Dr. J. Cole Smith is Associate Provost of Academic Initiatives and Professor of Industrial Engineering at Clemson University. His research has been supported by the NSF, DARPA, AFOSR, DTRA, and the ONR, and he has spent one summer as a Distinguished Visiting Professor in the National Security Agency’s summer program in operations research technology. His research regards mathematical optimization models and algorithms, especially those arising in combinatorial optimization, and he has had the pleasure of collaborating with colleagues across many different disciplines. Dr. Smith’s awards include the Young Investigator Award from the ONR, the Hamid K. Elden Outstanding Young Industrial Engineer in Education award, the Operations Research Division Teaching Award, the 2014 Glover-Klingman prize for best paper in Networks, and the best paper award from IIE Transactions in 2007. He became a Fellow of IISE in 2018. Currently, he also serves on the IISE Board of Trustees as Senior Vice President – Continuing Education, and on the INFORMS Board of Directors as Vice President/Publications.
Alice E. Smith
Dr. Elena Fernández obtained a degree in Mathematics in 1979 at the University of Zaragoza and in 1988 her PhD in Computer Science at the Technical University of Catalonia- BcnTech (UPC) in Barcelona. Since 2007 she is Professor of Operations Research in the Department of Statistics and Operations Research at UPC. Her research interest focuses on mathematical programming models for discrete optimization, mainly on applications for transportation and logistics involving discrete location, network design and vehicle routing. She has published over 80 scientific papers in the flagship journals of her discipline, with about 70 co-authors from a dozen of different countries. Elena has served in editorial roles in TOP, the Operations Research Journal of the Spanish Society SEIO, Computers & Operations Research and the EURO Journal on Computation Optimization. In 2015-16 she served as the President of the Association of European Operational Research Societies (EURO).
Advances in Exact Algorithms for Vehicle Routing
The Vehicle Routing Problem (VRP) is among the most widely studied problems in the fields of operations research and combinatorial optimization. Its relevance stems from its direct application in the real world systems that distribute goods and provide services, vital to the modern economies. Reflecting the large variety of conditions present in those systems, the VRP literature is spread into dozens of variants. For example, there are variants that consider time windows, multiple depots, mixed vehicle fleet, split deliveries, pickups and deliveries, precedences, etc. The currently best exact VRP algorithms are based on the combination of column generation and cut separation, in the so called Branch-Cut-and-Price (BCP) algorithms. This talk surveys significant recent contributions by several authors. In particular, it presents the concept of cuts with limited-memory (Pecin et al. 2014), a technique that represented a breakthrough on some of the most classical VRP variants, allowing the optimal solution of instances with up to a few hundreds points. The talk also presents the ongoing efforts for creating the first effective generic exact VRP algorithms. They should be suited to many distinct variants and still have a good performance.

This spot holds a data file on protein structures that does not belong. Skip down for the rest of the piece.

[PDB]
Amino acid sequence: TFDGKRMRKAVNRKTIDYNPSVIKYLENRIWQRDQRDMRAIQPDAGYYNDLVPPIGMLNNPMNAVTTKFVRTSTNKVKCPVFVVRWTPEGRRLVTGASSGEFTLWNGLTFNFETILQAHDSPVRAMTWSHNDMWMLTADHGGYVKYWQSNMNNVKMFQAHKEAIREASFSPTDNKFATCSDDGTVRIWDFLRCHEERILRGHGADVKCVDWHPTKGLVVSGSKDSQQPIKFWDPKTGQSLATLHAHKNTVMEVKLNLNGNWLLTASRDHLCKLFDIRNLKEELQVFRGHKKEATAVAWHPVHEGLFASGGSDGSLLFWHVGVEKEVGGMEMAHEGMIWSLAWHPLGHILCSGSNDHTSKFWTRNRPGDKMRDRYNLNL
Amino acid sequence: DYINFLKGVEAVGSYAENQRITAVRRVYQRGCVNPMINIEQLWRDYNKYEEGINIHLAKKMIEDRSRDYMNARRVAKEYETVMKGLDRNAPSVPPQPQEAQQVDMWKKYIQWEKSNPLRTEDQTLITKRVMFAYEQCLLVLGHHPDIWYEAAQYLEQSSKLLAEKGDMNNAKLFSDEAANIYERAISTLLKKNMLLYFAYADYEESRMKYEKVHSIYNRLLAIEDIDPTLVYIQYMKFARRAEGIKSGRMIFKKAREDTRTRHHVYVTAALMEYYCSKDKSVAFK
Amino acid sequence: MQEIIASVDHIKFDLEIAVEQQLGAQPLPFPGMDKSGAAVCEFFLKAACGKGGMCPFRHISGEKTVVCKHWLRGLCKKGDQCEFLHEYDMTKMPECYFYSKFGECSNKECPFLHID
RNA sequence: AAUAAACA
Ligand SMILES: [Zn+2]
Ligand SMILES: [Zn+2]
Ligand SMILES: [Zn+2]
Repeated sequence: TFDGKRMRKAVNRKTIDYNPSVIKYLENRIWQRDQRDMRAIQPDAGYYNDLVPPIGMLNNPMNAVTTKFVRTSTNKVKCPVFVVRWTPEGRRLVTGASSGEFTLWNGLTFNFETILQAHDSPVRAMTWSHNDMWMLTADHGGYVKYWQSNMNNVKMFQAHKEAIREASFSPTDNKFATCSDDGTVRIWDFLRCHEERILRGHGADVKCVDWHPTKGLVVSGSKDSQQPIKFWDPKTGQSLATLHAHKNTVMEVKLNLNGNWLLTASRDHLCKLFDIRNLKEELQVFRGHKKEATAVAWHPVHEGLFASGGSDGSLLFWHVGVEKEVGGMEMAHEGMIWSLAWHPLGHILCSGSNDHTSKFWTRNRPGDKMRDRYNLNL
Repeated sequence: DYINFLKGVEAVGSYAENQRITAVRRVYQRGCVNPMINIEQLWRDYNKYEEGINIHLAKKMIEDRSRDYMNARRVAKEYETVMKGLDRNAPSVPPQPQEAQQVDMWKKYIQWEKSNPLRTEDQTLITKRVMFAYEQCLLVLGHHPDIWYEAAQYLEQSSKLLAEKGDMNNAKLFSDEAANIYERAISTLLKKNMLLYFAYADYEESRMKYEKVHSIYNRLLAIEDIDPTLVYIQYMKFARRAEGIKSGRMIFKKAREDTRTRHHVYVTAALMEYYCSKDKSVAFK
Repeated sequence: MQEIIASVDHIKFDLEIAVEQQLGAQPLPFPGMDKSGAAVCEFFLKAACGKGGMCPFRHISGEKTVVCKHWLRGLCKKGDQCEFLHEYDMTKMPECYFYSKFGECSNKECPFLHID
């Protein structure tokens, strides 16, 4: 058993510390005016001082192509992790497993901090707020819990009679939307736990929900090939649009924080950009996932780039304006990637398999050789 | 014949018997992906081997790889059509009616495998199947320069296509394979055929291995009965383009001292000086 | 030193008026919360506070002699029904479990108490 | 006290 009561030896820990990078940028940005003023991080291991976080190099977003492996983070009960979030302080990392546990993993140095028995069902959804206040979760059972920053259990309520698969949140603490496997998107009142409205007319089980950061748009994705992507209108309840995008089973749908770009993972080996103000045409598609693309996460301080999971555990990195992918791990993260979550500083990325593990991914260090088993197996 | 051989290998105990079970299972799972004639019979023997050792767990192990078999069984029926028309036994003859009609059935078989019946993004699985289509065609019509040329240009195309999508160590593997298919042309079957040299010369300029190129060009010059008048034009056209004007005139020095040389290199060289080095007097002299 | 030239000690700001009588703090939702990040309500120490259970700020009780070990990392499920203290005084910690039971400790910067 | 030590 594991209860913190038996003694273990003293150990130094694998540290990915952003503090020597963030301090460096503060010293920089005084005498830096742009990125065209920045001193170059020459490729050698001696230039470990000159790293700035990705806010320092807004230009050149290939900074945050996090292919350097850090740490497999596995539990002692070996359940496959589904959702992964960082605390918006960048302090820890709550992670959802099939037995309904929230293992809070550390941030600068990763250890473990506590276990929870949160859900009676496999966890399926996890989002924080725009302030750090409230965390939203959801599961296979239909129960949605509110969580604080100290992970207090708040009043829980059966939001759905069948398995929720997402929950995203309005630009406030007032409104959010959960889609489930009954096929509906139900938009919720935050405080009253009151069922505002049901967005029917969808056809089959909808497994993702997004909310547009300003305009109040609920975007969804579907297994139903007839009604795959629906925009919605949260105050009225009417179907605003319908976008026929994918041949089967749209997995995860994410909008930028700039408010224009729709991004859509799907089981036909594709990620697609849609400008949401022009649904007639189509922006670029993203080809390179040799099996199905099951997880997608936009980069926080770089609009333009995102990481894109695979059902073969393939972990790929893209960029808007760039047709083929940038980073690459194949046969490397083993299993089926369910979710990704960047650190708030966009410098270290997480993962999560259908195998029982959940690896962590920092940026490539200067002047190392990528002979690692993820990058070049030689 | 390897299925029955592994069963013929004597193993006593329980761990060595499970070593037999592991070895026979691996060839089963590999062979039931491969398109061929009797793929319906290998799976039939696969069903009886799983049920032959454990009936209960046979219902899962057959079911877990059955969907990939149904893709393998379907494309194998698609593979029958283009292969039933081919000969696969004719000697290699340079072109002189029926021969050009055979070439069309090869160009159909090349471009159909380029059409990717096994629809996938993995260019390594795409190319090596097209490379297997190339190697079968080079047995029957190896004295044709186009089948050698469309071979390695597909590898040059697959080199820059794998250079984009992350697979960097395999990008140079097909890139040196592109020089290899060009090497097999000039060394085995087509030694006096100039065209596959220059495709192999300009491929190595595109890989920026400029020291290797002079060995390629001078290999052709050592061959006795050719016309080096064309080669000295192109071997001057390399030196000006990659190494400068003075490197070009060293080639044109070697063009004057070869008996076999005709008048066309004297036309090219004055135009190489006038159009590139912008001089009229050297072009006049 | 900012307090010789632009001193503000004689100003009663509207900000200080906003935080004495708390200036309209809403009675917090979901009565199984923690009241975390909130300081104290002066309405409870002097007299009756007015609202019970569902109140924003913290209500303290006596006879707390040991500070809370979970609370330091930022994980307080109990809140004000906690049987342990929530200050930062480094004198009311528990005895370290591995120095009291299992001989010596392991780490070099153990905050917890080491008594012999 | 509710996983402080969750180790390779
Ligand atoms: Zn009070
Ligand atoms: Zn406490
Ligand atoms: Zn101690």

Eduardo Uchoa is Professor of Production Engineering at Universidade Federal Fluminense, Niterói, Brazil. He is currently ranked as Researcher Level 1 by the Brazilian funding agency CNPq and has a Scientist of the State of Rio de Janeiro grant. His research areas include the theory and application of integer programming approaches solving for large NP-hard combinatorial optimization problems. In particular, he had made significant contributions for the joint use of column and cut generation techniques, in the so called branch-cut-and-price algorithms. Professor Uchoa is author and co-author of several papers that have appeared in leading journals such as Mathematical Programming, Mathematical Programming Computation, European Journal of Operational Research, Transportation Science, Computers and Operations Research, Annals of Operations Research, Networks and Interfaces and in conferences like IPCO.